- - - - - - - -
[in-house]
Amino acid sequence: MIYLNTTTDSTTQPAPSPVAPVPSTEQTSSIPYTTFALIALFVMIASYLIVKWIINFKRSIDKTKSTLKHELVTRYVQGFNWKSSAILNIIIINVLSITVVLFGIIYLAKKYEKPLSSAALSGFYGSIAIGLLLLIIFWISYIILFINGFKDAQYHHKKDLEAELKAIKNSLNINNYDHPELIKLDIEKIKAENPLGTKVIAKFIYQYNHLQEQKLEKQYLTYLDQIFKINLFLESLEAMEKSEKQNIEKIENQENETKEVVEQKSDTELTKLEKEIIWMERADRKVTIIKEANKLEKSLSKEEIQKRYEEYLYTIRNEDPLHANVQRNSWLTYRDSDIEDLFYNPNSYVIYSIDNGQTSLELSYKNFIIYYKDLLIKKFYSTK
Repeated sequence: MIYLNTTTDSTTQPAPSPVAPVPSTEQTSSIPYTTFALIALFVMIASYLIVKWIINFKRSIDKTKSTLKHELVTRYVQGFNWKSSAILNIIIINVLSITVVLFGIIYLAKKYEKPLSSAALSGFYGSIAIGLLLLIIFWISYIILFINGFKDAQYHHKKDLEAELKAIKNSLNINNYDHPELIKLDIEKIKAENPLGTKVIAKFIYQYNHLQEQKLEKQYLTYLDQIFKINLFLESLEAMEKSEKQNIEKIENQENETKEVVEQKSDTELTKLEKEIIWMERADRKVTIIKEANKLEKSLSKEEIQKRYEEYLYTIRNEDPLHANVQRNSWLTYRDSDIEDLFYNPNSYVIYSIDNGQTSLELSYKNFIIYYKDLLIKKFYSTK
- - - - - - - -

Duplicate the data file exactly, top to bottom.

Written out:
[in-house]
Amino acid sequence: MIYLNTTTDSTTQPAPSPVAPVPSTEQTSSIPYTTFALIALFVMIASYLIVKWIINFKRSIDKTKSTLKHELVTRYVQGFNWKSSAILNIIIINVLSITVVLFGIIYLAKKYEKPLSSAALSGFYGSIAIGLLLLIIFWISYIILFINGFKDAQYHHKKDLEAELKAIKNSLNINNYDHPELIKLDIEKIKAENPLGTKVIAKFIYQYNHLQEQKLEKQYLTYLDQIFKINLFLESLEAMEKSEKQNIEKIENQENETKEVVEQKSDTELTKLEKEIIWMERADRKVTIIKEANKLEKSLSKEEIQKRYEEYLYTIRNEDPLHANVQRNSWLTYRDSDIEDLFYNPNSYVIYSIDNGQTSLELSYKNFIIYYKDLLIKKFYSTK
Repeated sequence: MIYLNTTTDSTTQPAPSPVAPVPSTEQTSSIPYTTFALIALFVMIASYLIVKWIINFKRSIDKTKSTLKHELVTRYVQGFNWKSSAILNIIIINVLSITVVLFGIIYLAKKYEKPLSSAALSGFYGSIAIGLLLLIIFWISYIILFINGFKDAQYHHKKDLEAELKAIKNSLNINNYDHPELIKLDIEKIKAENPLGTKVIAKFIYQYNHLQEQKLEKQYLTYLDQIFKINLFLESLEAMEKSEKQNIEKIENQENETKEVVEQKSDTELTKLEKEIIWMERADRKVTIIKEANKLEKSLSKEEIQKRYEEYLYTIRNEDPLHANVQRNSWLTYRDSDIEDLFYNPNSYVIYSIDNGQTSLELSYKNFIIYYKDLLIKKFYSTK